American Technology and Media service giant, Netflix Inc is set to introduce cheaper, mobile-only subscription in Nigeria and the rest of Africa in a bid to strengthen its presence in the country and the region as a whole. The move appears to be targeting Showmaxx’s dominance in the continent.
In addition to this, the streaming service will show more locally produced contents that depict the cultures and experiences of ordinary Africans.
Netflix Inc. is the world’s largest subscription-streaming service with popular content that’s cheaper than the competition. However, the company is still struggle to make its presence known like other region in Africa 5 years of introduction in the continent. This is due to the continent’s fight against by poverty, piracy and limited access to broadband.
With the rapid expansion of 4G mobile networks, the streaming service is given a new channel to get to audiences especially in a country like Nigeria, sub-Saharan Africa’s biggest economy and the heart of its TV industry.
Netflix plans to expand the mobile-only contracts permanently if the trials, which began in South Africa and Egypt, becomes a success. It agreed to deals with South African wireless carriers to add subscriptions to people’s phone bills and offers pre-paid vouchers for those without bank accounts. This is similar to the services that have been adopted by Showmaxx, MultiChoice’s streaming service.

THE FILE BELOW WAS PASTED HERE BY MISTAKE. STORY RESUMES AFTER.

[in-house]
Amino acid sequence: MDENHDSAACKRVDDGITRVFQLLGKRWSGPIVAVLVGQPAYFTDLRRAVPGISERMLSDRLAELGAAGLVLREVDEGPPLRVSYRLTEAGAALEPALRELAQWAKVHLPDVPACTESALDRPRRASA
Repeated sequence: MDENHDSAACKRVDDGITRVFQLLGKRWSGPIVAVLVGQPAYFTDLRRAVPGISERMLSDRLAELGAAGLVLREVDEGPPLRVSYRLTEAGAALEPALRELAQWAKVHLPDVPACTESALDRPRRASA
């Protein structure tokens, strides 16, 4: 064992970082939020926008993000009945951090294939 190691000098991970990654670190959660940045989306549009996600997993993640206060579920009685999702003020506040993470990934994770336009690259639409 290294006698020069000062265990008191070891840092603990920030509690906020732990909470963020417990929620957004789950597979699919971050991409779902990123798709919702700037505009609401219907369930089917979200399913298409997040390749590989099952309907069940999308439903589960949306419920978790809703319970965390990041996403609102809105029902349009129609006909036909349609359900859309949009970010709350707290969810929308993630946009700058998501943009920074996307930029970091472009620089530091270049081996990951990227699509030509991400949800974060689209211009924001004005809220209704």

Netflix is offering subscribers N1,200 ($2.65) a month for its mobile-only service, well below the N2,900 it’s been charging for its most basic account. However, the offer is still more expensive than the N250 per month charged by Iroko TV, a streaming platform that has the largest online catalogue of Nigerian Nollywood content giving access to over 5,000 of such movies.
But the income from Iroko’s low-price plans hasn’t been enough to cover its costs and the company is now scaling back its African operation to focus on wealthier viewers in the diaspora.
Netflix’s has moved to avoid the low production values found in a lot of Nollywood output and channel the continent’s best talent to develop slickly-made shows across every genre just like its deal with well-funded producers like Nigeria’s EbonyLife TV.
According to RBC Capital Markets analyst, Mark Mahaney, it expects to massively increase its subscribers to 500 million customers by 2030, up from 193 million as at the end of June.